Remarks at a UN Security Council Briefing on the Situation in Afghanistan (via VTC)

Ambassador Kelly Craft
Permanent Representative
U.S. Mission to the United Nations
New York, New York
June 25, 2020


Thank you, Madam President. Thank you, SRSG Lyons, it’s great to see you today. Director Waly and Chairperson Akbar, thank you for your informative briefings and for your efforts to be here today.

The United States remains fully committed to assisting Afghanistan achieve a political settlement to the conflict. Recent developments reflect the promise of peace and the critical challenges that must be overcome to end a conflict that claims Afghan lives every single day. The Afghan government and the Taliban have taken important steps toward intra-Afghan negotiations that include the Afghan government, other Afghan leaders, including civil society and women’s groups, and the Taliban.

These talks promise the best chance of a political roadmap to sustainable peace. Once they begin, we will have reached the international community’s long-stated goal of an inclusive, Afghan-led, and Afghan-owned political process. Since we last discussed Afghanistan in the Council in March, there are three significant and positive developments in Afghanistan that offer hope for reaching this milestone.

First, the United States welcomes the agreement reached between Afghan President Ghani and High Council for National Reconciliation leader, Dr. Abdullah. As the two set aside their differences, the formation of an inclusive government that can stabilize Afghanistan, advance the peace process, and tackle the COVID-19 pandemic remains essential.

Second, because the reduction of violence is paramount in order to create the conditions necessary for intra-Afghan negotiations, we recognize the Taliban’s decision to observe a ceasefire during Eid – just as we recognize the Afghan government’s decision to reciprocate and announce its own ceasefire.

Third, the Afghan government has now released over 3,000 Taliban prisoners, and the Taliban has released more than 500 prisoners. These are important milestones in this confidence-building measure. Furthermore, it is significant that the Taliban publicly committed to join intra-Afghan negotiations within one week of the Afghan Government releasing 5,000 prisoners.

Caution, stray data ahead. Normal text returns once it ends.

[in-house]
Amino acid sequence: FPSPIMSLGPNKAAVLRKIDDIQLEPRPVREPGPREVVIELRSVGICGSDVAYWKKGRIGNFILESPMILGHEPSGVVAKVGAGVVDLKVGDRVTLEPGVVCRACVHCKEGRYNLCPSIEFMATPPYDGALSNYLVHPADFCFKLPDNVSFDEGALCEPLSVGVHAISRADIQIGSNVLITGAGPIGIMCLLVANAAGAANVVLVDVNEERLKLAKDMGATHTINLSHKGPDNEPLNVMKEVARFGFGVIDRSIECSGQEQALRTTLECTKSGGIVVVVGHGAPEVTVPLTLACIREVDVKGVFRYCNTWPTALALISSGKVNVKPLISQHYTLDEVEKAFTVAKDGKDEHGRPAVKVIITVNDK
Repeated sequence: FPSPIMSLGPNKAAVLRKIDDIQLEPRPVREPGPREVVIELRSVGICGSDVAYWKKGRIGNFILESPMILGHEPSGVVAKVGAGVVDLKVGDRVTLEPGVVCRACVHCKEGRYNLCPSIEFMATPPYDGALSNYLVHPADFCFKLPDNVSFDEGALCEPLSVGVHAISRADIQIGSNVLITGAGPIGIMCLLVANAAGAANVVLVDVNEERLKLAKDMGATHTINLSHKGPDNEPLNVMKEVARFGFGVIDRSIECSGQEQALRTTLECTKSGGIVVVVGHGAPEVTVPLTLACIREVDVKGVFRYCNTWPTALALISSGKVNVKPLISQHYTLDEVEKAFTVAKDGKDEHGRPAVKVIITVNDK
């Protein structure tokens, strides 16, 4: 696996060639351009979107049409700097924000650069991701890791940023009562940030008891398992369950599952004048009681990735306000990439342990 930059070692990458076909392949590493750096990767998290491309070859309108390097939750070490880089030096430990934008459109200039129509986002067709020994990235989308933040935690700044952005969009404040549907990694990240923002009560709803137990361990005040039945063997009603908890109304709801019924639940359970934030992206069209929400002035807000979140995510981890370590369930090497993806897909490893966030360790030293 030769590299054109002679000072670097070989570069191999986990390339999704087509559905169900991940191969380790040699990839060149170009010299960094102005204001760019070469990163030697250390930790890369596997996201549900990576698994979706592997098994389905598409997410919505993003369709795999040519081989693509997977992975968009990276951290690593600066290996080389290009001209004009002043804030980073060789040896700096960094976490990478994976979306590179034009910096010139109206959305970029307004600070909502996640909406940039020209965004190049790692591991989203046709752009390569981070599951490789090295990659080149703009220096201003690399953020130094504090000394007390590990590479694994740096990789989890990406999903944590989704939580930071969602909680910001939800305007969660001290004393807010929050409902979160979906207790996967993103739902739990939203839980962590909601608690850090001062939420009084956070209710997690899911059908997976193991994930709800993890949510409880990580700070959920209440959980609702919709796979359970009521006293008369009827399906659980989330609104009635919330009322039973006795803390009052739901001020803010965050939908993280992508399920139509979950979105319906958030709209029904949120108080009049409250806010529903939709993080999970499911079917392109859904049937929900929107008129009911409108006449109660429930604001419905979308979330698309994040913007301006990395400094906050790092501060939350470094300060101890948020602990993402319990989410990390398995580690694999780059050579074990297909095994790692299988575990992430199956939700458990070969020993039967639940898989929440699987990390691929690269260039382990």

Against this backdrop of positive developments, we must be candid about the serious challenges that remain. Since the Eid ceasefire, violence has continued to climb, and innocent Afghans continue to bear the costs of this war, as witnessed by recent, devastating attacks. Left unchecked, this violence could disrupt the start of negotiations. The United States condemns all such attacks, most especially those specifically directed against civilians and civilian objects that violate international humanitarian law.

Recently, there have been shocking attacks against healthcare workers and facilities. The U.S. condemns them and, furthermore, condemns threats to healthcare workers and the brazen use of explosives in civilian-populated areas. The appalling May 12 attack on a Kabul hospital, which targeted its maternity ward, killed at least 24 civilians, most of whom were female patients. Among the dead were newborn babies. On the same day, a suicide attack at a funeral in Nangarhar, claimed by the Islamic State of Iraq and the Levant in Khorasan Province, killed at least 19 civilians killed and injured many more. We also condemn the attack this week on the Attorney General’s Office lawyers and other team members working to facilitate prisoner releases, which killed five civilians. We cannot overlook these awful incidents, but I lso want to be clear: No party should allow spoilers to deter them from the path of peace.

The United States also recognizes that COVID-19 is having a devastating impact on the lives of the Afghan people as the virus continues to spread across the country. The United States continues to build on its commitment to supporting Afghan healthcare and livelihoods. We have contributed $20.6 million in COVID-19-related assistance to Afghanistan for critical surveillance, treatment, and prevention programming.

While mindful of the fact that practical details will need to be worked out, we are closer to our goal of a post-conflict Afghanistan than ever before. We reiterate to the Afghan government and the Taliban the importance and benefits of incorporating women’s rights and participation in all aspects of the peace process – as well as the participation of other underrepresented groups.

This momentous opportunity should not be missed, and the Trump Administration will continue to do its part. We call on both sides to build on the momentum they created with the Eid ceasefire and accelerated prisoner releases – to reduce violence, to continue to release prisoners, and to work pragmatically toward agreement on the modalities of negotiations.

In closing, we recognize the work of UNAMA in supporting the Afghan people in creating an environment conducive to the intra-Afghan negotiations. The United States remains committed to ensuring that terrorist organizations are never again able to use Afghanistan to threaten the security of the United States or its allies, and we look forward to continuing our work with SRSG Lyons to advance peace and stability in Afghanistan.

Thank you.